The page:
"Rape Culture" was first produced in 1975 and then revised in 1983. It helped to shape consciousness about sexism and violence against women. The term Rape Culture is defined for the first time and the film has played a major role in the emerging movement to combat violence against women.
This documentary examines classic films, advertising, music and "adult entertainment," and documents the insights of rape crisis workers and prisoners working against rape.
This was the first documentary to establish the relationship between rape and our culture's sexual fantatasies. The film shows the connections between violence and "normal" patterns of behavior. The film also attempts to expand our society's narrow and sexist concept of rape to its real and accurate limits. The notion that rape is an isolated sexual perversion, the product of an individual's deranged mind, is dispelled in this film.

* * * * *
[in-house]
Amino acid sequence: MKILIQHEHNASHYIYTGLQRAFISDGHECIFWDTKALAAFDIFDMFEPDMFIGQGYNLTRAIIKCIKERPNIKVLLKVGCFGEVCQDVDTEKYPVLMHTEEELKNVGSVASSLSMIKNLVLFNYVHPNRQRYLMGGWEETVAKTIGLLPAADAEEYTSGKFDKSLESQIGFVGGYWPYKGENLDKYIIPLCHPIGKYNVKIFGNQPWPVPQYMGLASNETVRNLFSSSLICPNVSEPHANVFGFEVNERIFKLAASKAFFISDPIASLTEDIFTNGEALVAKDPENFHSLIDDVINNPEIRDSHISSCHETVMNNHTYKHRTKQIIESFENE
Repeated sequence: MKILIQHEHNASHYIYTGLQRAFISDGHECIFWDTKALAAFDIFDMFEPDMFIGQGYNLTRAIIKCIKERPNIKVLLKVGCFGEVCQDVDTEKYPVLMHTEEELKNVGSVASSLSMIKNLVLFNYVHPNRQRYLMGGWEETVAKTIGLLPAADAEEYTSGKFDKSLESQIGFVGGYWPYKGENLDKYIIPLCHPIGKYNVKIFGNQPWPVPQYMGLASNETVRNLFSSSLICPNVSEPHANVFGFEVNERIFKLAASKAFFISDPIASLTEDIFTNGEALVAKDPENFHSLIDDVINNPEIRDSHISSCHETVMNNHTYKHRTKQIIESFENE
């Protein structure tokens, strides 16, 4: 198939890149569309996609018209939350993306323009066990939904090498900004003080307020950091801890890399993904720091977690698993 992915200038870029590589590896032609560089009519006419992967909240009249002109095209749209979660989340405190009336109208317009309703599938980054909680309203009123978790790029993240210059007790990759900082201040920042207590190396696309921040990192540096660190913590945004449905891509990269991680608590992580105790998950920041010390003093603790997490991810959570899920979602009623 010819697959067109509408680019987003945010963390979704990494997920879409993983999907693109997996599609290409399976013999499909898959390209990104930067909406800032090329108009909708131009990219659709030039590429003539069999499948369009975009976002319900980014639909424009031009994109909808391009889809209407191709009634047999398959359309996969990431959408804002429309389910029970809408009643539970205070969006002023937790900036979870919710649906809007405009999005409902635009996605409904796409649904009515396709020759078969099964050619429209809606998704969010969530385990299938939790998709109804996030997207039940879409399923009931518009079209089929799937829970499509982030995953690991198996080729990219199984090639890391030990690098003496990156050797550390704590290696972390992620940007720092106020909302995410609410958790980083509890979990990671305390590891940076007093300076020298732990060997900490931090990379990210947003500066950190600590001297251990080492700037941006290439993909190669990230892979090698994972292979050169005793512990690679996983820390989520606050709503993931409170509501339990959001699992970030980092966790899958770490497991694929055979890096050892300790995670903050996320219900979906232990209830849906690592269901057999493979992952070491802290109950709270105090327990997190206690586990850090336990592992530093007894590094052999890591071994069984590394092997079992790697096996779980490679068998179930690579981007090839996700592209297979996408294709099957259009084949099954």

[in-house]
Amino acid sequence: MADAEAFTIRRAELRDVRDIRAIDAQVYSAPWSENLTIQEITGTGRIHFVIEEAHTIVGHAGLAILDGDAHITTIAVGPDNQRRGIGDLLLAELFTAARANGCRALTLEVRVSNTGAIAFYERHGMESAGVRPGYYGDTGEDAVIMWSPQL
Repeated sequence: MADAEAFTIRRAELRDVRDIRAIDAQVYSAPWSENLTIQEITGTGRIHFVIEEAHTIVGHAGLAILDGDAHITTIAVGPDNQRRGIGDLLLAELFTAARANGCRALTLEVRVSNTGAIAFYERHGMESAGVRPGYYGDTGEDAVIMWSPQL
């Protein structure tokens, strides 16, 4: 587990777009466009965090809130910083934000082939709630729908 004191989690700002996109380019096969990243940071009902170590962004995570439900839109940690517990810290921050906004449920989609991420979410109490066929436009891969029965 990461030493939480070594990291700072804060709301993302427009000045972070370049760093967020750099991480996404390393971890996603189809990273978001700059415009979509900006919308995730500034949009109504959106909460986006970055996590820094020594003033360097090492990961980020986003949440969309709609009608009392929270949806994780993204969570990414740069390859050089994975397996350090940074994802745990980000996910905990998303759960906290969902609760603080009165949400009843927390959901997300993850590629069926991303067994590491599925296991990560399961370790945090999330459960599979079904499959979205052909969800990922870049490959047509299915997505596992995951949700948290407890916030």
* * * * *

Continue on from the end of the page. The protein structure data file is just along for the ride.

Authors Mary Daly and Emily Culpepper expand the intellectual concepts of "rapism," and help to expose the overwhelming support for rapist behavior in our culture.
Nowhere is the relationship between rape and our culture's sexual fantasy better illustrated than in "Rape Culture's" examination of popular films and media.
What they say about "Rape Culture"
""While other films on rape often deal only with technical details of prevention and prosecution (which tend to trivialize the issue rather than contribute to an understanding of the problems), 'Rape Culture' is a real consciousness-raiser."
Leigh Marlowe, Media Editor for Psychology of Women Quarterly.
$165.00 (+ $10 handling and shipping.)
The price includes public performance rights ( you can show it to a class or at a public event.)
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